Climate Dynamics

, Volume 38, Issue 5–6, pp 1249–1262 | Cite as

Interactions between stationary waves and ice sheets: linear versus nonlinear atmospheric response

  • Johan Liakka
  • Johan Nilsson
  • Marcus Löfverström


This study examines the mutual interaction between topographically-forced atmospheric stationary waves and continental-scale ice sheets using a thermomechanical ice-sheet model coupled to a linear as well as a fully-nonlinear dry atmospheric primitive equation model. The focus is on how the stationary-wave induced ablation feeds back on the ice sheet. Simulations are conducted in which an embryonal ice mass, on an idealised “North American” continent, evolves to an equilibrium ice sheet. Under the coupling to the linear atmospheric model, the equilibrium ice sheet is primarily controlled by the ratio between the wavelength of the stationary waves and the zonal continental extent. When this ratio is near two, the ice sheet has its center of mass shifted far eastward and its shape is broadly reminiscent of the Laurentide ice sheet at LGM. For wavelengths comparable to the continental extent, however, the ice margin extends far equatorward on the central continent but is displaced poleward near the eastern coast. Remarkably, the coupling to the nonlinear atmospheric model yields equilibrium ice sheets that are virtually identical to the ones obtained in uncoupled simulations, i.e. a symmetric ice sheet with a zonal southern margin. Thus, the degree of linearity of the atmospheric response should control to what extent topographically-forced stationary waves can reorganise the structure of ice sheets. If the stationary-wave response is linear, the present results suggest that spatial reconstructions of past ice sheets can provide some information on the zonal-mean atmospheric circulation that prevailed.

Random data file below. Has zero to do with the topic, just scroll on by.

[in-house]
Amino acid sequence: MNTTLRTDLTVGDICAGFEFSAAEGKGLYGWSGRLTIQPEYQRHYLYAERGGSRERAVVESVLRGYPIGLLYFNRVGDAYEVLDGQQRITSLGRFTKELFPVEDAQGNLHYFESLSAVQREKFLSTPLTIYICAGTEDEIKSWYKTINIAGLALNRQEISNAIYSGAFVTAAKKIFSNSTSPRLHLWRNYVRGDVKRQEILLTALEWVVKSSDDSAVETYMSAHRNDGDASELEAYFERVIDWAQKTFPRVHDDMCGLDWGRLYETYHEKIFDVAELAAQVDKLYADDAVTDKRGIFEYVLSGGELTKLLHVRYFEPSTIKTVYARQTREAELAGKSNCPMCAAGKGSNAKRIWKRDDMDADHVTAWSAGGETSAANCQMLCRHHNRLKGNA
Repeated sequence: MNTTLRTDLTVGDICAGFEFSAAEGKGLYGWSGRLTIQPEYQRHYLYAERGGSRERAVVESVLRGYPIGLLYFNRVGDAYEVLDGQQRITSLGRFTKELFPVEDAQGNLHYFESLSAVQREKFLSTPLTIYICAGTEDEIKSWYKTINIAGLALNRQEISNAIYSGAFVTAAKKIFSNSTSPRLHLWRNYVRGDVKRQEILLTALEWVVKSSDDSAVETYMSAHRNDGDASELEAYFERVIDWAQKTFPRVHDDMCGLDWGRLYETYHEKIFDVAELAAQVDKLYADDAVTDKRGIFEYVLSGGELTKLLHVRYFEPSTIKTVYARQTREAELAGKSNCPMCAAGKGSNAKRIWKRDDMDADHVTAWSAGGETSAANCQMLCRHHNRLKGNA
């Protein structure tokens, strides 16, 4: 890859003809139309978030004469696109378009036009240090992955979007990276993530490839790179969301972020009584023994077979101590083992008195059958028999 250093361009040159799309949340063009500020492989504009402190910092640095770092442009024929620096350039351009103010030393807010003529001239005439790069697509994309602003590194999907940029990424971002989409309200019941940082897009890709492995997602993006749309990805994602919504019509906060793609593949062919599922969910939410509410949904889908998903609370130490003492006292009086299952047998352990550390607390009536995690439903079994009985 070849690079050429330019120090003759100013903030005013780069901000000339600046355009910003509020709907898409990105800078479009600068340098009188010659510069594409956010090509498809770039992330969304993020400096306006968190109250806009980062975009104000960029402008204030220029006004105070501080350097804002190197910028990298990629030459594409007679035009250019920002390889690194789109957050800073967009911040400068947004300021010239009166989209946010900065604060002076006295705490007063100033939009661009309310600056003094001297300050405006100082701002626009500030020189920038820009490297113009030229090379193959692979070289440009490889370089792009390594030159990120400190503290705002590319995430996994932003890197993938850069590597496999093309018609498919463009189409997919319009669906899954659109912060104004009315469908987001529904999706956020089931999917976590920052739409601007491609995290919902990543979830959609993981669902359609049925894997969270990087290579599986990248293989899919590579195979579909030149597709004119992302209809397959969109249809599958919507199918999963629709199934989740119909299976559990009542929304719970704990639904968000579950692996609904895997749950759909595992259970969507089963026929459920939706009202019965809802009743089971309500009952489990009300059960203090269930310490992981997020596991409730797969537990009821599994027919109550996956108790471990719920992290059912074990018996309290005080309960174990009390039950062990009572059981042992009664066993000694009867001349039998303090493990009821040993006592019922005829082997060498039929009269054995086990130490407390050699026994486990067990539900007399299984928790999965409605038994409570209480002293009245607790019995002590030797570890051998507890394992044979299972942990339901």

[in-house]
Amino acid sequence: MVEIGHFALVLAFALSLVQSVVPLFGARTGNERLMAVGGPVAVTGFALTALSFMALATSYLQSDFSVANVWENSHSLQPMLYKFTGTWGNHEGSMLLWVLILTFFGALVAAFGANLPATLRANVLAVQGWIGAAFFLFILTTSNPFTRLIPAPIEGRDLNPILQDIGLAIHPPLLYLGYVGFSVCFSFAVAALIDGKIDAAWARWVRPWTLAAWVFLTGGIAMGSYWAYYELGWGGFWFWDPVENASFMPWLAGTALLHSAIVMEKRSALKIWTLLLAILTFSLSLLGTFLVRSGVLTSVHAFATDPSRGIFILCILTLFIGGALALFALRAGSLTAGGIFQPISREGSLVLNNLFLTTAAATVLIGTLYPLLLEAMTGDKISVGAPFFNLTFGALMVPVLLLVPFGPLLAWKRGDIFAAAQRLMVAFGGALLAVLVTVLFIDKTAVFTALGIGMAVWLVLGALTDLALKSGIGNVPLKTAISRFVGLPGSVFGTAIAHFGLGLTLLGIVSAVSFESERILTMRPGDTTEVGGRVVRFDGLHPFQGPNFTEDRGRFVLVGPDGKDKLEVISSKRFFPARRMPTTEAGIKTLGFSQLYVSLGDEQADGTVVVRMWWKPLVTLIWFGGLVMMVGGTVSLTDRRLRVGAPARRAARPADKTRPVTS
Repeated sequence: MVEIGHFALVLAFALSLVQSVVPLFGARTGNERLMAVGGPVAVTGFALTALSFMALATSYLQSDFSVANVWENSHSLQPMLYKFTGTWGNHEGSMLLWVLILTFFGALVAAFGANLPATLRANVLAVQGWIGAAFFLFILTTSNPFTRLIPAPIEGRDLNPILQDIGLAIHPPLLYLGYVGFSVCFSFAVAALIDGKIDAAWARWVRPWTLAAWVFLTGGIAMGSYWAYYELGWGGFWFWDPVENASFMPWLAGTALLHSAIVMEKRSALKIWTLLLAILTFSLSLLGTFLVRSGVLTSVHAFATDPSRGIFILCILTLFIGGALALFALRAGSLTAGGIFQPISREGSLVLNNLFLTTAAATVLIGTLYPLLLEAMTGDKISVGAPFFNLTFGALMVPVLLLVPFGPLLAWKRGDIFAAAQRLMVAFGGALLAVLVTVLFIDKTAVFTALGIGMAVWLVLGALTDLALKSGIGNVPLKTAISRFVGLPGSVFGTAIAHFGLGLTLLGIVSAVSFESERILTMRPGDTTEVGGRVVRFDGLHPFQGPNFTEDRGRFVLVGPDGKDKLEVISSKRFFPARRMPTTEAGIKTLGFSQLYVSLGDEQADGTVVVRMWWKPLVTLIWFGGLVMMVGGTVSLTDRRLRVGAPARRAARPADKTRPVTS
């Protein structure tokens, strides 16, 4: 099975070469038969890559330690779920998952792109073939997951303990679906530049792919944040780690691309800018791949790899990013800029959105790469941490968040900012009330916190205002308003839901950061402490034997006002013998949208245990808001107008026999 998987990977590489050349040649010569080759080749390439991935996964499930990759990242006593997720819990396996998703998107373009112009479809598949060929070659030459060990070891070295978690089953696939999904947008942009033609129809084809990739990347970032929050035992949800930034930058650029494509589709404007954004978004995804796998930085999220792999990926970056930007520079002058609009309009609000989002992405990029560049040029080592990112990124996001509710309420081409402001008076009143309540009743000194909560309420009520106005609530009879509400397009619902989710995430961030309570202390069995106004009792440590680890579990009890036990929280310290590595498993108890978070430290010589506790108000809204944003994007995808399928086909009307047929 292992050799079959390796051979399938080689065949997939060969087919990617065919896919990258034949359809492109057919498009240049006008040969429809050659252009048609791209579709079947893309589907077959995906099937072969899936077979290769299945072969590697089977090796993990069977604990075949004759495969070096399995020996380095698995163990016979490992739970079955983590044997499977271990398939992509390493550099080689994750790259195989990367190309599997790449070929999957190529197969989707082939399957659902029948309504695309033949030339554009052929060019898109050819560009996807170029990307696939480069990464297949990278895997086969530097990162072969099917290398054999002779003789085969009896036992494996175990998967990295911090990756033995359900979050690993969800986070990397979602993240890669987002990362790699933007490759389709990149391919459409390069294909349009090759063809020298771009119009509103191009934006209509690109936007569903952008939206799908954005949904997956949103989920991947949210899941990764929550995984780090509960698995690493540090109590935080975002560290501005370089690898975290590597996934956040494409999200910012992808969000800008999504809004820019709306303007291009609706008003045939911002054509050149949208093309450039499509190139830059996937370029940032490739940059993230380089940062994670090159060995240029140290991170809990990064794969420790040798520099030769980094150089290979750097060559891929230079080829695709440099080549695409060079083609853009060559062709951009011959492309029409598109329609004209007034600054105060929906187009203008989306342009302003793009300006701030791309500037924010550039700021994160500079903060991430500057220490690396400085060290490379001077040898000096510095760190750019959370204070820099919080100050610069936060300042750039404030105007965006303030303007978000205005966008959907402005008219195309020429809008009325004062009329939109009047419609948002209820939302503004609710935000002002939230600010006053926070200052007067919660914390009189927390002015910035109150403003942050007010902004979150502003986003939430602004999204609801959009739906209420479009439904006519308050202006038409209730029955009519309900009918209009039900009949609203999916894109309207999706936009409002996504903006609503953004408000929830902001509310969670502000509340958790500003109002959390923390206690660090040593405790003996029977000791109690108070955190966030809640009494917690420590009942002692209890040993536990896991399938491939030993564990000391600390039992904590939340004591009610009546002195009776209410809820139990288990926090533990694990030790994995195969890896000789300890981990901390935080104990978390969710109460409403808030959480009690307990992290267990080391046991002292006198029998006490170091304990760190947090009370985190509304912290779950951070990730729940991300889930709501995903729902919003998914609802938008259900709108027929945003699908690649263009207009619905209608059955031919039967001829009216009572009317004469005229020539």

Stationary wave Coupled atmosphere-ice sheet modeling Stationary wave-ice sheet interactions Flow-induced ablation Nonlinear topographic wave response Laurentide ice sheet 



We thank J. Kleman and two anonymous reviewers for valuable comments on the manuscript. The work reported here was supported by the Swedish Research Council and the Climate Research School at Stockholm University and is a contribution from the Bert Bolin Centre for Climate Research.


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Copyright information

© Springer-Verlag 2011

Authors and Affiliations

  • Johan Liakka
    • 1
  • Johan Nilsson
    • 1
  • Marcus Löfverström
    • 1
  1. 1.Department of MeteorologyStockholm UniversityStockholmSweden

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